The Ohtani questionnaire is legendary now, part of the growing lore surrounding the 23-year-old Japanese star of the same name who will be awash in suitors when he becomes officially available to major league teams some time in the next week. Shohei Ohtani’s agent, Nez Balelo of CAA, sent that questionnaire to all 30 teams, soliciting their pitches with a ready-made template that included five questions, according to a report by the Associated Press. Ohtani is subject to international signing rules, and no team can offer him a bonus greater than $3.5 million to sign. The way teams present themselves on those questionnaires and beyond will likely be more influential than the money, and the relatively low cost means no team will be totally priced out of pursuing the former Nippon Professional Baseball star.
But the Nationals are as closed to priced out as anyone, limited in the amount of money they can commit to Ohtani by the fact that they blew out their international bonus pool in 2016, and can therefore commit just $300,000 in a signing bonus to anyone they sign this season. Still, the Nationals did craft a presentation in response Ohtani questionnaire, according to a person familiar with the situation who said the team will submit its responses in English and Japanese. Their assistant for international scouting Taisuke Sato translated the entire presentation for Ohtani’s consumption.
The Nationals had to make a pitch to Ohtani. Every team is expected to do so. Every team could use a right-handed pitcher with a fastball that hits 102, or a left-handed hitter with what has been described as prodigious power. At Ohtani’s price (or perhaps any price), no team could justify turning down an opportunity to acquire both at once. That they built a presentation for him does not necessarily signal a major push.
While money seems unlikely to be the deciding factor for Ohtani, the difference between the $300,000 the Nationals can offer and the more than $3 million other teams can offer seems likely to pare down his list somewhat. If he limits his concerns to the questions asked on Balelo’s questionnaire, the Nationals might also find themselves at a disadvantage compared to some of their fellow suitors.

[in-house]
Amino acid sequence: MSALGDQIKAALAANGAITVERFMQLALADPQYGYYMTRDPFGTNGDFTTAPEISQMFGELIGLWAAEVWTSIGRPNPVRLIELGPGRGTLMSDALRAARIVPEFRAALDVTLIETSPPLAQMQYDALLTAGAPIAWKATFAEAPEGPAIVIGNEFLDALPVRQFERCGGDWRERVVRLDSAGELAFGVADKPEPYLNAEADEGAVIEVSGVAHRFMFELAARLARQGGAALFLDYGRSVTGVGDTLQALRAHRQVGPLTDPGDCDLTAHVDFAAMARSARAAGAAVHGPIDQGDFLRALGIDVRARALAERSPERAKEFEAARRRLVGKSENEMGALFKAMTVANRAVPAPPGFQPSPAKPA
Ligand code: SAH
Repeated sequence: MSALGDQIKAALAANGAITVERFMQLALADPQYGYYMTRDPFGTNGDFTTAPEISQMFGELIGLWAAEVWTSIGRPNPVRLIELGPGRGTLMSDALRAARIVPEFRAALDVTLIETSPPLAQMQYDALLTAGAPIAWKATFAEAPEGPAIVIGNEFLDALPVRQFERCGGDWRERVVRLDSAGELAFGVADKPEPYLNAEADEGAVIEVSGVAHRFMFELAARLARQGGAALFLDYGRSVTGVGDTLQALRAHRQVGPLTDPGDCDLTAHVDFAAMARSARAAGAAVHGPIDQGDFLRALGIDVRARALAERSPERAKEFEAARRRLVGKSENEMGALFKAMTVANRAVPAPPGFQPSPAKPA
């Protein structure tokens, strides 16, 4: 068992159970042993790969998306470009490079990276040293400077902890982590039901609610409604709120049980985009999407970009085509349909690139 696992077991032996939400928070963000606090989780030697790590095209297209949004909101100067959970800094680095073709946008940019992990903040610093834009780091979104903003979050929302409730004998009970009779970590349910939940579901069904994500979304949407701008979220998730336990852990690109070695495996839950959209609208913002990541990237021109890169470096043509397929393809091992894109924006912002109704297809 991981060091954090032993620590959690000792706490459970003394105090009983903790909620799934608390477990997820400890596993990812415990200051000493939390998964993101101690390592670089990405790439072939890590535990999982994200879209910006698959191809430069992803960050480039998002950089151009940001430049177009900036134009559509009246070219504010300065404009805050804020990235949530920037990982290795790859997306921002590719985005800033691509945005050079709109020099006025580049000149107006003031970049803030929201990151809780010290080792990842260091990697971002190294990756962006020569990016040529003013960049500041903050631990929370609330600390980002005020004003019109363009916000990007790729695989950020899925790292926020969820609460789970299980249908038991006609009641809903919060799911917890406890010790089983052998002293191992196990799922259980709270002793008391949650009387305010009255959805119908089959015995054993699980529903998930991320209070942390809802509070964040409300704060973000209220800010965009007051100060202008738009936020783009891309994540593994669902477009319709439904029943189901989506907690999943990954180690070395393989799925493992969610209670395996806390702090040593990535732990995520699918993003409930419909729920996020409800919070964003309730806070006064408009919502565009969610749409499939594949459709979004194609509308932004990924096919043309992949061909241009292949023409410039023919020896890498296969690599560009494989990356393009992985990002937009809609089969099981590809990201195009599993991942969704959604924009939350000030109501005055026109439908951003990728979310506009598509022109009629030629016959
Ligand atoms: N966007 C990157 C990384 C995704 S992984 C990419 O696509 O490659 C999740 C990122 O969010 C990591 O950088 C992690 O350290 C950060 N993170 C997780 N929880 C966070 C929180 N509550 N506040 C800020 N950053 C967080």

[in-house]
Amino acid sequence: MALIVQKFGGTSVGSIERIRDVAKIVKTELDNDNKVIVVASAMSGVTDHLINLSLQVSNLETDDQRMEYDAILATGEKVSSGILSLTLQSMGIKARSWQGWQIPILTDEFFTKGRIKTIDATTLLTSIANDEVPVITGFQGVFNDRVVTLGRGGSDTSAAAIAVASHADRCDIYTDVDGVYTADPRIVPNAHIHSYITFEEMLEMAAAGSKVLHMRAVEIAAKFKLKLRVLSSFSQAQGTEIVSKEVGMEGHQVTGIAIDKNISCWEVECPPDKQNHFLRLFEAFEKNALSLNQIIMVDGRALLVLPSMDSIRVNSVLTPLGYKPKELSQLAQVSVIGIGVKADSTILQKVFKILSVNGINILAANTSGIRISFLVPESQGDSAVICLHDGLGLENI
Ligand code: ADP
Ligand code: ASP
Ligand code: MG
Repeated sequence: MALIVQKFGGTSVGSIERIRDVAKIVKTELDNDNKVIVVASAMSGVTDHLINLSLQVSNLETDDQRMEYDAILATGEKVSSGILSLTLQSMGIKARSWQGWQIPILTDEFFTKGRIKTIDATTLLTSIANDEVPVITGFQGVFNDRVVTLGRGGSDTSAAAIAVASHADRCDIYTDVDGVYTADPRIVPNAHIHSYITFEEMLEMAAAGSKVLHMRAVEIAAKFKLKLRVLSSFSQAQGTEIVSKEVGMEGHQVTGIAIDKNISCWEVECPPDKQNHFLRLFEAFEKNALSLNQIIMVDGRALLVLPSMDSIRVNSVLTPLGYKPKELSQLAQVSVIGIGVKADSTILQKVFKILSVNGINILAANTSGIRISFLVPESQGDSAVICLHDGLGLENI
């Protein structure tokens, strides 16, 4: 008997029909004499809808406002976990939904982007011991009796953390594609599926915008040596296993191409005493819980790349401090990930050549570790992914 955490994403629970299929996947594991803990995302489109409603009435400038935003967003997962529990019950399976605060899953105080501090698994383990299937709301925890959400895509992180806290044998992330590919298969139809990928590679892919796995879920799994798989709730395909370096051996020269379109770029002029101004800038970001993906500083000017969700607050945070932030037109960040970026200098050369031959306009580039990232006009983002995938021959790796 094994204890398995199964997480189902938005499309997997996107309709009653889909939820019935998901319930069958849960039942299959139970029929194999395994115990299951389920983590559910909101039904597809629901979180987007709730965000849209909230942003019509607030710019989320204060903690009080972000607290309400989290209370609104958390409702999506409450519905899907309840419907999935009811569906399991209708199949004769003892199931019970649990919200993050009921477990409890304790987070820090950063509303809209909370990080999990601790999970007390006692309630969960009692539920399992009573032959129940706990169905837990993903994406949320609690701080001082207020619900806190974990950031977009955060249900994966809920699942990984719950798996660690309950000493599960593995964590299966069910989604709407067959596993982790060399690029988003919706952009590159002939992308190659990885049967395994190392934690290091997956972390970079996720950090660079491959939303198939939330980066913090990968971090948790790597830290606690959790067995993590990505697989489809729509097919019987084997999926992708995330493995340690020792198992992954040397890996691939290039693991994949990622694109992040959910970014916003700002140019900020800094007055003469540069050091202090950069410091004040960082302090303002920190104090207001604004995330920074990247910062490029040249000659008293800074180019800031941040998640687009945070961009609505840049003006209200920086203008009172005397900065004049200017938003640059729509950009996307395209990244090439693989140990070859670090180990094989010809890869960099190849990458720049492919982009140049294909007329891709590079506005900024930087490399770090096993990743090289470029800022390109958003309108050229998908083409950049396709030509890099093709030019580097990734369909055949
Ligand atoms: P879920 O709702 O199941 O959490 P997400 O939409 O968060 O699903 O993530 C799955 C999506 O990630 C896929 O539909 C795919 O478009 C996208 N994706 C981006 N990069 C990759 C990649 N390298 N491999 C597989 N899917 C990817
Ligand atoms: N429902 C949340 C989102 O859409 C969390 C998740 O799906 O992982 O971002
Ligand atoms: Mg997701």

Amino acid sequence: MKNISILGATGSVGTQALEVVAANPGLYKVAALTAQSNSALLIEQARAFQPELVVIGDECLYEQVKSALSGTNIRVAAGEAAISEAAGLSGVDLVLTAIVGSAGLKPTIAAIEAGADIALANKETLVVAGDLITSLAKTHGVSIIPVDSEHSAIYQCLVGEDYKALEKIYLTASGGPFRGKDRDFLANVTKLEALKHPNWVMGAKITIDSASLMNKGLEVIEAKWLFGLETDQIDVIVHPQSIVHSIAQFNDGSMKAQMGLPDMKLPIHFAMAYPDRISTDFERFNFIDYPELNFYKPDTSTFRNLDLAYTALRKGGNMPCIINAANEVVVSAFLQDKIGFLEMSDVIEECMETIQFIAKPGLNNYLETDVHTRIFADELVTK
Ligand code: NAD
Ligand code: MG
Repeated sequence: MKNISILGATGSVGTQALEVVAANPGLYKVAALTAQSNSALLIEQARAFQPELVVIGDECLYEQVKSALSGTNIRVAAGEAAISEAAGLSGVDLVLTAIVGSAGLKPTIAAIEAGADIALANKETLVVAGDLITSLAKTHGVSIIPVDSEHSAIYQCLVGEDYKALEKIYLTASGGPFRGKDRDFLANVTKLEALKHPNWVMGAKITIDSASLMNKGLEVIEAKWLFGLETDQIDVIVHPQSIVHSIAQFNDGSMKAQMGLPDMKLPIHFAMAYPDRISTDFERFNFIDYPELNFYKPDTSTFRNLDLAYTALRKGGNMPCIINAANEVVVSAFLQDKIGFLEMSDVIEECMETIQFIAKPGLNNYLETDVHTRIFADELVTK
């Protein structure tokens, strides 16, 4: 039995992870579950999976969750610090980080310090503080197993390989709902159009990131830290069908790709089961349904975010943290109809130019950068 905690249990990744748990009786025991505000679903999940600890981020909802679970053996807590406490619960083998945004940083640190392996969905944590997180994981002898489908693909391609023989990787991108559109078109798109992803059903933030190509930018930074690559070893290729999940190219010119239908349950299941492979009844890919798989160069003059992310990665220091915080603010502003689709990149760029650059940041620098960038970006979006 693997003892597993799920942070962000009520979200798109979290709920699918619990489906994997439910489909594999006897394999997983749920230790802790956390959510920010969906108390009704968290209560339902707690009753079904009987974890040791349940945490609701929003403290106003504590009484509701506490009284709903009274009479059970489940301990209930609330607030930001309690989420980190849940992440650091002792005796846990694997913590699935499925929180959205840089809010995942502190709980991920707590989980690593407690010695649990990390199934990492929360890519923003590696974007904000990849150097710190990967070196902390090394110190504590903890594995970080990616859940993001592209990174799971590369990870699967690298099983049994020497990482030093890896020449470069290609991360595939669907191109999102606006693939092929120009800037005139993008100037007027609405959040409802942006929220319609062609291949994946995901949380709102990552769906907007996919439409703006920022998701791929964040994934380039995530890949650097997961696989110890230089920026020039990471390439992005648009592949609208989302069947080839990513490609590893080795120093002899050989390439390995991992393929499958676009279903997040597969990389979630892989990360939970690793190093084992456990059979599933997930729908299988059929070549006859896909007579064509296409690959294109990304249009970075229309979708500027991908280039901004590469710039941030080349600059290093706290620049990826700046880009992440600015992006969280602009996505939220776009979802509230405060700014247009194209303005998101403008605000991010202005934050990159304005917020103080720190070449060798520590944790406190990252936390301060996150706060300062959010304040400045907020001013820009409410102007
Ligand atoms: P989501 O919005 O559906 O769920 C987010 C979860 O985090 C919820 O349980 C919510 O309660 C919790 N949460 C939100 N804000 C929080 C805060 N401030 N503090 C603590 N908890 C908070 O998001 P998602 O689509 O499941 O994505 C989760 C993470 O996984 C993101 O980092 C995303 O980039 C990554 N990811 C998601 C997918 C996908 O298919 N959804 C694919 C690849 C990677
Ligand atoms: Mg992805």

The first question, according to that report in the Associated Press, was simply asking for the team’s evaluation of Ohtani’s hitting and pitching ability. These answers will vary from team to team, but seem unlikely to differentiate the Nationals much at all. Perhaps some teams will be able to show Ohtani a clear path to playing time, perhaps as a designated hitter, or a part-time outfielder. The Nationals do not have openings in their starting lineup, but can certainly say they have room in their rotation, given that their fifth starter’s job is currently unsettled.
The second question asked for “an explanation of the team’s player development, medical training and player performance philosophies.” Here, the Nationals could make a compelling case, as they overhauled their medical staff and player health programs by more than doubling their investment in them before the 2016 season. They built that new medical staff with an eye to the latest international trends, hiring Harvey Sharman away from Leeds United in the English Premier League, one of the more high-profile leagues in all of professional sports.
The next question asked for a description of spring training, minor-league and major-league facilities. While many of the Nationals’ minor league facilities are notorious, they can boast a new spring training home and a ballpark that is not yet a decade old.
Next, the Nationals had to describe their plans for Ohtani’s cultural assimilation, and “how the team plans to integrate Ohtani into its organization.” Having never signed a Japanese player under Mike Rizzo, the Nationals will be in the same situation as many teams when it comes to these questions. While the Mariners, Rangers and Yankees can present plans they’ve executed with Japanese stars in the past, the Nationals’ plans will have to be all hypothetical. Perhaps that will place them at a disadvantage.
Finally, the questionnaire includes a question about the general desirability of the city and the franchise “along with any other relevant ‘marketplace’ characteristics.” Here, the Nationals can compete. Forbes valued them as the eighth-most valuable franchise in baseball in 2017. They consistently rank in the game’s upper third in terms of payroll. They have made the playoffs in four of the last six years. They are loaded with star power in one of the more high-profile cities in the country, with brands such as Under Armour nearby for natural endorsement opportunities. The Nationals likely pointed out all those things in their answers to that question.
But whatever the Nationals wrote in their responses, the fact that they wrote them should not be taken for more than it is — due diligence, a no-brainer. They still seem unlikely to make a strong push for Ohtani, but they will not sit out the chase entirely.